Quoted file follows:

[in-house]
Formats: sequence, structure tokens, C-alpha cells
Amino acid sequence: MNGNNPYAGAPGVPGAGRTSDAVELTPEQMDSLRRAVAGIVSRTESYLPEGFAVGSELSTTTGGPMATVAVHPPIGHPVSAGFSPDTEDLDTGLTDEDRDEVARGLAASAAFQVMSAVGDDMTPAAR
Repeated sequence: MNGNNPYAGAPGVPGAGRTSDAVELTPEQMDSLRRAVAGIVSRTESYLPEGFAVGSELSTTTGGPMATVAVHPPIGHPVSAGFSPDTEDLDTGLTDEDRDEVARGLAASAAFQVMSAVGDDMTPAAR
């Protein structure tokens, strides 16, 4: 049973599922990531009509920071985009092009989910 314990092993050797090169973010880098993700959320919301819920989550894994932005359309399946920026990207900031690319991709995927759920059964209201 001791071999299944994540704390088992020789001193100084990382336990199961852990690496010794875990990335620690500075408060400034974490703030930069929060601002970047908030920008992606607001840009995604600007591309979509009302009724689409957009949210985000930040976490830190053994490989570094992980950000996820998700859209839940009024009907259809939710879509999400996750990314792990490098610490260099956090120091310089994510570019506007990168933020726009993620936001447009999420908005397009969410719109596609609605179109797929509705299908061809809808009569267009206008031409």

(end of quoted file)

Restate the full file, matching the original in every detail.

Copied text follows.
[in-house]
Formats: sequence, structure tokens, C-alpha cells
Amino acid sequence: MNGNNPYAGAPGVPGAGRTSDAVELTPEQMDSLRRAVAGIVSRTESYLPEGFAVGSELSTTTGGPMATVAVHPPIGHPVSAGFSPDTEDLDTGLTDEDRDEVARGLAASAAFQVMSAVGDDMTPAAR
Repeated sequence: MNGNNPYAGAPGVPGAGRTSDAVELTPEQMDSLRRAVAGIVSRTESYLPEGFAVGSELSTTTGGPMATVAVHPPIGHPVSAGFSPDTEDLDTGLTDEDRDEVARGLAASAAFQVMSAVGDDMTPAAR
């Protein structure tokens, strides 16, 4: 049973599922990531009509920071985009092009989910 314990092993050797090169973010880098993700959320919301819920989550894994932005359309399946920026990207900031690319991709995927759920059964209201 001791071999299944994540704390088992020789001193100084990382336990199961852990690496010794875990990335620690500075408060400034974490703030930069929060601002970047908030920008992606607001840009995604600007591309979509009302009724689409957009949210985000930040976490830190053994490989570094992980950000996820998700859209839940009024009907259809939710879509999400996750990314792990490098610490260099956090120091310089994510570019506007990168933020726009993620936001447009999420908005397009969410719109596609609605179109797929509705299908061809809808009569267009206008031409």